Form 8937 on their website with their opinion of what "fair market value" to use for a share of FS Bancorp
in the calculation of your "proceeds" but you are free to develop your own number; there's no "cookbook" method of determining that figure. The Open, High, Low and Close of FS Bancorp's stock on 11/16/18 was
Open High Low Close
You may want to wait for the Form 8937 before doing your accounting in Quicken, though that's not strictly necessary.
First and foremost though, if you have multiple lots you must make your calculations
outside of Quicken
. There's no "shortcut" that avoids that if you want accuracy. So you list out, presumably in a spreadsheet, for each lot:
its date acquired, (it's best to list them in chronological order, oldest first)
how much cash was received for the lot,
how many "new" shares were received for those shares,
the total "proceeds" received for that lot which is (number of shares received x per share fair market value) + cash, and
the gain for each lot which is the lesser of cash receive or the gain based on "proceeds" minus basis.
If you have a loss for a particular lot you enter $0 in its "gain" column.
On the same line for each listed lot you can also calculate your basis in "new" shares received which is: old basis - cash received + gain recognized for that lot, (obviously $0 for loss lots.)
Now summarize your gains, if any, into short term and long term gains. Using only the cash received for your short term holdings, derive a basis to use against that cash to come to the short term gain you've determined. Likewise, using only the cash received for your long term holdings, derive a basis to use against that cash to come to the long term gain you've determined.
If you've done all this then you're ready to make your entries into Quicken so:
Make one entry to Remove all old shares
Make one entry to Add back your old short term shares using any date that makes the new "lot" short term and using a per share cost that comes to the derived basis determined above.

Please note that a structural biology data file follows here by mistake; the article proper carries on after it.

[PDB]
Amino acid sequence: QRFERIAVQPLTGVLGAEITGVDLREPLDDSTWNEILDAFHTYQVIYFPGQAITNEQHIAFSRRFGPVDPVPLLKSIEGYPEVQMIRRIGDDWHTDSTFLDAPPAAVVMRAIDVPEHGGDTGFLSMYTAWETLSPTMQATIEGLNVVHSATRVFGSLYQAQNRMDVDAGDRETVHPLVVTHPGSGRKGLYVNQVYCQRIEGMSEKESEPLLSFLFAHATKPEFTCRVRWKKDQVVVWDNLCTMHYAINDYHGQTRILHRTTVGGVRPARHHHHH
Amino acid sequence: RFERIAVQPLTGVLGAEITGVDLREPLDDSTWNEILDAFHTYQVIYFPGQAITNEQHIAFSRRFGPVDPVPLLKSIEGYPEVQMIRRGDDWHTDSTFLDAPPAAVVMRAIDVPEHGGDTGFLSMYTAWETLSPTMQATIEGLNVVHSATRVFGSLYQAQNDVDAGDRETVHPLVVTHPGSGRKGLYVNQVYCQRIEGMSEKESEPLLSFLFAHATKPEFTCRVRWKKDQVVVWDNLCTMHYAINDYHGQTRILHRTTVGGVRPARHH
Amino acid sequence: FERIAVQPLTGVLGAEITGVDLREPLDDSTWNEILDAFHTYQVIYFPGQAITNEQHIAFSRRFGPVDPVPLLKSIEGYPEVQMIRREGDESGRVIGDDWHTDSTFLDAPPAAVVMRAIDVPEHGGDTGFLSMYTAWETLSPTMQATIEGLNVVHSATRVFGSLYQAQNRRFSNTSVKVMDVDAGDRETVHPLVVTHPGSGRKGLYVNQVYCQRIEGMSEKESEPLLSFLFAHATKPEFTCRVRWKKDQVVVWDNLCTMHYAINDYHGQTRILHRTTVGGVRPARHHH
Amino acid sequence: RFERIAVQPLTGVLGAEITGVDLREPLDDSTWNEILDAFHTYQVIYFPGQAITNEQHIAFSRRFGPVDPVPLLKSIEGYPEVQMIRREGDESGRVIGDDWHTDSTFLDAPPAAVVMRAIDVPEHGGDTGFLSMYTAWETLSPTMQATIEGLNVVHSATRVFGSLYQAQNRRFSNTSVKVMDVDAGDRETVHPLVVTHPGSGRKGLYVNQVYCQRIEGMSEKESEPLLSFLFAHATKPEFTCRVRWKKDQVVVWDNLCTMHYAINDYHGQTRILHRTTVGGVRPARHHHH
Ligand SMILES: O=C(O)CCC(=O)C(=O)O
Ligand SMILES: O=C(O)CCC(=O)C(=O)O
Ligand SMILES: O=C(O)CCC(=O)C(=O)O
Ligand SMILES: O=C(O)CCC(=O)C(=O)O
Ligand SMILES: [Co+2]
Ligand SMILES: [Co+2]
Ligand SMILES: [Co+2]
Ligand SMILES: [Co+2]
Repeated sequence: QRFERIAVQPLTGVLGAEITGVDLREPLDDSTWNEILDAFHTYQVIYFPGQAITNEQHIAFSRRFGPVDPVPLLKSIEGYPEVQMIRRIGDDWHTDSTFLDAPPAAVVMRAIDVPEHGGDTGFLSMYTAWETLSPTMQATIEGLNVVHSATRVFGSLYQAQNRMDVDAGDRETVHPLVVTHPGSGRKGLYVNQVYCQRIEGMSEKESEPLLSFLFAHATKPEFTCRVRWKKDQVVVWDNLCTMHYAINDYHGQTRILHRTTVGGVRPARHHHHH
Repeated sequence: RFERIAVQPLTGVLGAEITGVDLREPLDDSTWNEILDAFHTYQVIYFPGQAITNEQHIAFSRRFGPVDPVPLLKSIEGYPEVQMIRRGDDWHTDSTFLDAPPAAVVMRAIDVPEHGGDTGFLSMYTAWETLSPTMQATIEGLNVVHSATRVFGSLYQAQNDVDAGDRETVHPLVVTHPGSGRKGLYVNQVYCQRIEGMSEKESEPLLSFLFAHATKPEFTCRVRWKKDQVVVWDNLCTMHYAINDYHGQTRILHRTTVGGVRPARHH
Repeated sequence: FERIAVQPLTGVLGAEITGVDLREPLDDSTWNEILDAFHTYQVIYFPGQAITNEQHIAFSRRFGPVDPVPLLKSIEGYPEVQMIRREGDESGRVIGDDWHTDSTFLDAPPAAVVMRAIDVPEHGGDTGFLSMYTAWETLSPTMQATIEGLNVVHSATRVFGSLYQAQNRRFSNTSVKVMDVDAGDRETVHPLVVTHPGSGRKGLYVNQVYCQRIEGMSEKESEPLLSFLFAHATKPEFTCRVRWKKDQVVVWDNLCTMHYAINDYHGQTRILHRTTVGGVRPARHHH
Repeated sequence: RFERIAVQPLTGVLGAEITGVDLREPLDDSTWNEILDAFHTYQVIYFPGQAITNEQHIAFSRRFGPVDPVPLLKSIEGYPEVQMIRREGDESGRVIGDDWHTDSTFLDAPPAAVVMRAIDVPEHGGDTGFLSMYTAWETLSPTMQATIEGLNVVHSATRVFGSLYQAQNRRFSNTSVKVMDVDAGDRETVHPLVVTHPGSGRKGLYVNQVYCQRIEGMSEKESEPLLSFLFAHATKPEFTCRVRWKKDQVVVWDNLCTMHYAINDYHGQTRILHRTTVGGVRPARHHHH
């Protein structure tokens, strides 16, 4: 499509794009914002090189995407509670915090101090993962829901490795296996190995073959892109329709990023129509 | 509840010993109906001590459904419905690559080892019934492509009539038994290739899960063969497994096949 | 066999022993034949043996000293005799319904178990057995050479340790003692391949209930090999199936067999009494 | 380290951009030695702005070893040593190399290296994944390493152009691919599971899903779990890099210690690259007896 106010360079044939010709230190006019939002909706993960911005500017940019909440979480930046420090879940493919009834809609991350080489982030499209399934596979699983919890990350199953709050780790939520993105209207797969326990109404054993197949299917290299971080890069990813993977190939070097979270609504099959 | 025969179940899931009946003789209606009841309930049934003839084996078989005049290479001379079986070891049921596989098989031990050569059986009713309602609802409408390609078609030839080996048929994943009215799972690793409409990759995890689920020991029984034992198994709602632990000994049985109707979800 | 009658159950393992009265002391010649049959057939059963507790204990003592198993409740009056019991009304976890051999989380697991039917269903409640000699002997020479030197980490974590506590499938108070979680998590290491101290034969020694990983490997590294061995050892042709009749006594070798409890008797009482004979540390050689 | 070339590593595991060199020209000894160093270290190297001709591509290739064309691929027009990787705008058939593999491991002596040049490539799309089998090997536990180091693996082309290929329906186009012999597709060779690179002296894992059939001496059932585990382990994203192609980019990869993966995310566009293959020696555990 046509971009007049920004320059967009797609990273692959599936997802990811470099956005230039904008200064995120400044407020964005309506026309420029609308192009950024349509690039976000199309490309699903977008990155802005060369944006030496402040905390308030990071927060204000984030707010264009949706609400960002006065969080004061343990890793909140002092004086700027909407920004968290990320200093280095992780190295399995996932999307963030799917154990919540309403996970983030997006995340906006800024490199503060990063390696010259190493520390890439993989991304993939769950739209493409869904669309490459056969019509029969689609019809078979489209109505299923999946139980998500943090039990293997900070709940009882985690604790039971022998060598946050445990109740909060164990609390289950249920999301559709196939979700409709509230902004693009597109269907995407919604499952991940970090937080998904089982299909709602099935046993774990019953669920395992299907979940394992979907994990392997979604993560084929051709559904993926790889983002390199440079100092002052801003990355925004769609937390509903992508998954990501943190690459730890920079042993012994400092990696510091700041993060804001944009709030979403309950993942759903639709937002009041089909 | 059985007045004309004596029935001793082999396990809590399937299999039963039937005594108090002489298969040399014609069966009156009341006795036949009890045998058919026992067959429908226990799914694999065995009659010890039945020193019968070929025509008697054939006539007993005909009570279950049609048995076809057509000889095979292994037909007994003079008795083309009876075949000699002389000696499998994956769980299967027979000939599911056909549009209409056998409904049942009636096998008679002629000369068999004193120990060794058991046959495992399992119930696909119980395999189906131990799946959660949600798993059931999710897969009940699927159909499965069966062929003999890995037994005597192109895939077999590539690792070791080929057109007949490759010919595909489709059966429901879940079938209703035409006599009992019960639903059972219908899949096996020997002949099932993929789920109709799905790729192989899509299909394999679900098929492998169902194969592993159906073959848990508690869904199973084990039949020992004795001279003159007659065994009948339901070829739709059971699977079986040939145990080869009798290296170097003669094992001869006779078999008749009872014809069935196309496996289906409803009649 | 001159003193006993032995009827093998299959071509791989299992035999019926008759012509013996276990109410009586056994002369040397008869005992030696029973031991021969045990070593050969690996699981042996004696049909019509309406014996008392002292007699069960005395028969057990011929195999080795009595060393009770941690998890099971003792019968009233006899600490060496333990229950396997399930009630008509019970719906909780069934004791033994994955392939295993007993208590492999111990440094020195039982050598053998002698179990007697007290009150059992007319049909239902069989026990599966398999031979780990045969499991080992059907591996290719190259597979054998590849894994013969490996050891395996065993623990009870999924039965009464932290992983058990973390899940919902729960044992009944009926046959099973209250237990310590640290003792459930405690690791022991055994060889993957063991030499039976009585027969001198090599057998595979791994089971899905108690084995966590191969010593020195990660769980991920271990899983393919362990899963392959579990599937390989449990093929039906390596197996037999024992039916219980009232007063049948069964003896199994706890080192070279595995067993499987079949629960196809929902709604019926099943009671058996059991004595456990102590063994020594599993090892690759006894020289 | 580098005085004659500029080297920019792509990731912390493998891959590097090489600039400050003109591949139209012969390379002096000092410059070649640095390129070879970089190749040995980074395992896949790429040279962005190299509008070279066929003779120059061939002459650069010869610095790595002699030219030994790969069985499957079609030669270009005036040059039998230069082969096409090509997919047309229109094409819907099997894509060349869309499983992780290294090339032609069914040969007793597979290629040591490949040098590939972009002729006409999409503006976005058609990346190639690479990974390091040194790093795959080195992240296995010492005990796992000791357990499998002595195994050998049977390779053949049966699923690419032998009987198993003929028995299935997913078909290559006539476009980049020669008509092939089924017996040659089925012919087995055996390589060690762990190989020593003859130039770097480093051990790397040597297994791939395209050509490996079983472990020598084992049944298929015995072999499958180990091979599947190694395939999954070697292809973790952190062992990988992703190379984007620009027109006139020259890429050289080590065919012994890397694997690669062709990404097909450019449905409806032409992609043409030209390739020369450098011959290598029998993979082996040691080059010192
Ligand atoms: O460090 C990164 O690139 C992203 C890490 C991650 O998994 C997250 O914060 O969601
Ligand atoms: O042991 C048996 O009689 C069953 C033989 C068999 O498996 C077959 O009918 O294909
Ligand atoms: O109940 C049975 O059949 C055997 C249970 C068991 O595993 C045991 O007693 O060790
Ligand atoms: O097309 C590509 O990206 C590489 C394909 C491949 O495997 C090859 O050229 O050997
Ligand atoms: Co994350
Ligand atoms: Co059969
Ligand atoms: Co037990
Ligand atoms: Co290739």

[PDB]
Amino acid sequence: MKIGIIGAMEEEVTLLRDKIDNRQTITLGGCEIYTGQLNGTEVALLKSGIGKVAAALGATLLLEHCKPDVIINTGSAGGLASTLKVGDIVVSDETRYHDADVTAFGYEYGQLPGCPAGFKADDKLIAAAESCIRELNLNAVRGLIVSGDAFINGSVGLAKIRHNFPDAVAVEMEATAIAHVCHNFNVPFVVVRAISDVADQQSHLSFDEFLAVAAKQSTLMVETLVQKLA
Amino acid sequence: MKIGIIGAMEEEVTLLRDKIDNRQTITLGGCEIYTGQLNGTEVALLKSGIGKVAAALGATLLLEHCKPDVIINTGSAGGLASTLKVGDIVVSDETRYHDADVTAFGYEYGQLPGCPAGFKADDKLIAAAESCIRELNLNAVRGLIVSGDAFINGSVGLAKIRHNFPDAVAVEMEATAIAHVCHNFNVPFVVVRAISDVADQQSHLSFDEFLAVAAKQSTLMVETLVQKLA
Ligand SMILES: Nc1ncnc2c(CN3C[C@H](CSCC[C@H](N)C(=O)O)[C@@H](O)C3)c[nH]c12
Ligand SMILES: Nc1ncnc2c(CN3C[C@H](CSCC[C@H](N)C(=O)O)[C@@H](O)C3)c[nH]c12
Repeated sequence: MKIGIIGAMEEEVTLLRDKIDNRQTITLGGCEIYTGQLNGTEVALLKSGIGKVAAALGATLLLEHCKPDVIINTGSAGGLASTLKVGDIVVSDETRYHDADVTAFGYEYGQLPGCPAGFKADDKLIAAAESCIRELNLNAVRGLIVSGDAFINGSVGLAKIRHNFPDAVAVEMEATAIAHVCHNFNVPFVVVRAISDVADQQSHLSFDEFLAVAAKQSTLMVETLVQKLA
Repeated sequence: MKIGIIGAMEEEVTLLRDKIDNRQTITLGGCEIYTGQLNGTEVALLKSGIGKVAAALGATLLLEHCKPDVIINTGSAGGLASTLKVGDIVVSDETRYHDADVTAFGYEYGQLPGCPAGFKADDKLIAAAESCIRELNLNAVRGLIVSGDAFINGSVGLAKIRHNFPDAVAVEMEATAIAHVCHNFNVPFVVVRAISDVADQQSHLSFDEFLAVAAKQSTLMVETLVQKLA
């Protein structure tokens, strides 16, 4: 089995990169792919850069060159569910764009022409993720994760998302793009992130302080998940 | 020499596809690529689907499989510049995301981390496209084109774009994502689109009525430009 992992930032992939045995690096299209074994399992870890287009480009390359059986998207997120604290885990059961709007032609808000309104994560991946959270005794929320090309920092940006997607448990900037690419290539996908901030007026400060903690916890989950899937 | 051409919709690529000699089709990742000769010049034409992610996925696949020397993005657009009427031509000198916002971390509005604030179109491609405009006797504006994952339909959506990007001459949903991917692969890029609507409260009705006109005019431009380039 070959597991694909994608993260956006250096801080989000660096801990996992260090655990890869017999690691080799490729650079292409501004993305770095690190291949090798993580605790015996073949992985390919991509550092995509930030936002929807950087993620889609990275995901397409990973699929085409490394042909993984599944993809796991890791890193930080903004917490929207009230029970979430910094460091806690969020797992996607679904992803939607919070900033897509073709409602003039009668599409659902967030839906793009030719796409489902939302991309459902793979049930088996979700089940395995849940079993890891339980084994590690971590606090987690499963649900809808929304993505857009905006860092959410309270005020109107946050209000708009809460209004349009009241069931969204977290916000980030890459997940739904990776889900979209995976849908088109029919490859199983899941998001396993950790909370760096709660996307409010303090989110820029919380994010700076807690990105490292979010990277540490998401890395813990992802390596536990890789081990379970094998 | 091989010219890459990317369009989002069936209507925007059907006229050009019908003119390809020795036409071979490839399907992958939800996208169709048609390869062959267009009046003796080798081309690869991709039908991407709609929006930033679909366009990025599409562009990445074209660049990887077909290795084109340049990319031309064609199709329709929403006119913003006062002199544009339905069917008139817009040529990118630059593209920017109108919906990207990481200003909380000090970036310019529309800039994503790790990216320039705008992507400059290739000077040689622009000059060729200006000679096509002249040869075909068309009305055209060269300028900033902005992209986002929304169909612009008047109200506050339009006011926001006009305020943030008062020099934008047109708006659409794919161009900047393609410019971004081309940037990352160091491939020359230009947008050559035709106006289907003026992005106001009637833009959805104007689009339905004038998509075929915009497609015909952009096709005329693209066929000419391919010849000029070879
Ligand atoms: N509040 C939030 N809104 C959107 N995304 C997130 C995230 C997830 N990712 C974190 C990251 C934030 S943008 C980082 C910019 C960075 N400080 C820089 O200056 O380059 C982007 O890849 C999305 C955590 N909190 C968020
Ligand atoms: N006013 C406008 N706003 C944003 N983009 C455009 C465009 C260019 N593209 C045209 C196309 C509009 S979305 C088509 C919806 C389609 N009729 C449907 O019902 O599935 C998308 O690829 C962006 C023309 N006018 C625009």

Make one entry to Add back your old long term shares using any date that makes the new "lot" long term and using a per share cost that comes to the derived basis determined above.
Sell your short term and long term holdings for the cash you received for each "lot'.
At this point your cash (before cash in lieu) is properly stated in Quicken and your long term and short term gains are properly stated.
Now do a series of Add actions to establish each lot of "new" shares using an appropriate "acquired" date (same as date of lot tendered) and an appropriate per share cost to come to the basis you calculated for each lot.
Then you sell whatever fractional shares you "should have" received for the cash in lieu, recognizing a gain or loss as appropriate.
If you have a lot of shares then it's a fair amount of work, though using the power of Excel you can pretty much reduce the Excel "entry" effort to listing out the date of acquisition, number of shares and per share cost of each of your "old" shares.
edited December 2018
Tom Young has capably presented a very workable approach for this type of transaction. I apply a slightly different sequence. Our basics are summarized in spreadsheet form for a different (but similar) merger toward the bottom of this discussion.
If you have a limited number of lots and want to share their specifics, I might be able to detail my approach.
If you have a lot of lots (perhaps from a dividend reinvestment plan), there may be some helpful 'tricks' to apply to generate some of the basic transactions (subject to editing each one).
This discussion has been closed.